Which begs the question: if school starts later, isn’t it likely that adolescents will just stay up later?
It’s a good question. One would think teens would see later school start times as an opportunity to stay up later. But the data show otherwise. On average, the students in the study increased their sleep time by over half an hour. They went from six hours and fifty minutes a night to seven hours and twenty-four minutes. Which, we should point out, is still a full two hours short of the physician recommended nine to nine and a half hours teens per night teens need for optimal health.
Now, let’s take a look at how researchers ran the study. They analyzed the sleep patterns, grades, and attendance of two groups of high school students from two different schools who took the same 10th grade biology class first thing in the morning. They gathered data from the first group over six-week period in the spring of 2016, the year before the time change, and gathered data from the second group over a six-week period in the spring of 2017, seven months into the school year with the new start times. Students wore special wristwatches to record darkness/light and sleep/wakefulness. They also answered questionnaires regarding sleepiness and mental well-being. The schools provided the data on grades and attendance.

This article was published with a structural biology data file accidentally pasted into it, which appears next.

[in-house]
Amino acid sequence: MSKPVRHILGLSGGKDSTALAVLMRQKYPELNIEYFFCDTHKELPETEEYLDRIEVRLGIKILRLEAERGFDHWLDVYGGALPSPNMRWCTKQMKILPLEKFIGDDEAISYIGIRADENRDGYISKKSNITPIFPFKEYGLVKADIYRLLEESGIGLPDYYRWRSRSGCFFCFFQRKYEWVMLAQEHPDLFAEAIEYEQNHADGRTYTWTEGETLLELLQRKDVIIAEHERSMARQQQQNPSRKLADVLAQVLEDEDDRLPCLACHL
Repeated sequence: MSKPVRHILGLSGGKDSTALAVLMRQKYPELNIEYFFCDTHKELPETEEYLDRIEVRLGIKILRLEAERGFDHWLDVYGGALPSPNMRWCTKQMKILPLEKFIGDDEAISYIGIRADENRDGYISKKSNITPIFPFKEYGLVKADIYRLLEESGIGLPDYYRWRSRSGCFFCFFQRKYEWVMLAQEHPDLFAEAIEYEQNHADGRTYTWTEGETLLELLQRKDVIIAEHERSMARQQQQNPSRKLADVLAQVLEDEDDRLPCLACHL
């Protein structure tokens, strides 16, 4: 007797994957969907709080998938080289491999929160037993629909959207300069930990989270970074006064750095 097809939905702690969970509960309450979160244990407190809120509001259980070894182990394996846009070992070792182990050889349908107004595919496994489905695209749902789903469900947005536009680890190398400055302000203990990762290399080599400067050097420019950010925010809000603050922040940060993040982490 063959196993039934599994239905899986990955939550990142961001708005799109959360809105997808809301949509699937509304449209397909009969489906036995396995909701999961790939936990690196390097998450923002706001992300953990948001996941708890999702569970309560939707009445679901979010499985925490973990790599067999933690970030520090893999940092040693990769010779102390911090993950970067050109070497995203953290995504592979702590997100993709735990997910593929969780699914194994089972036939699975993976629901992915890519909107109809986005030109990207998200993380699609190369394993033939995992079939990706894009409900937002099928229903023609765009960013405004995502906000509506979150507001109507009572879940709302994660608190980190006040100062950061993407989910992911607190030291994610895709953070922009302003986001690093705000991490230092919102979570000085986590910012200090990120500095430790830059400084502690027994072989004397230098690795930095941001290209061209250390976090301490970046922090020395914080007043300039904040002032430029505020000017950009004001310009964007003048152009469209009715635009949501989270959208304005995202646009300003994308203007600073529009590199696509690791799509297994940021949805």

Here’s what they found.
Delayed School Start: Three Positive Outcomes
- Average sleep time increased by of over half an hour for students in both schools
- Grades improved by 4.5% for students in both schools
- Absentee rates decreased by 2% in one of the schools
- Tardiness rates decreased by 2% in one of the schools
Note: The decreased absentee and tardiness rates appeared in the school comprised of a greater proportion of economically disadvantaged students (88% compared to 31%) and a greater proportion of ethnic minorities (68% compared to 7%). Researchers noted that these facts warrant further investigation but offered no substantial explanations for the significant differences.
The Natural Clock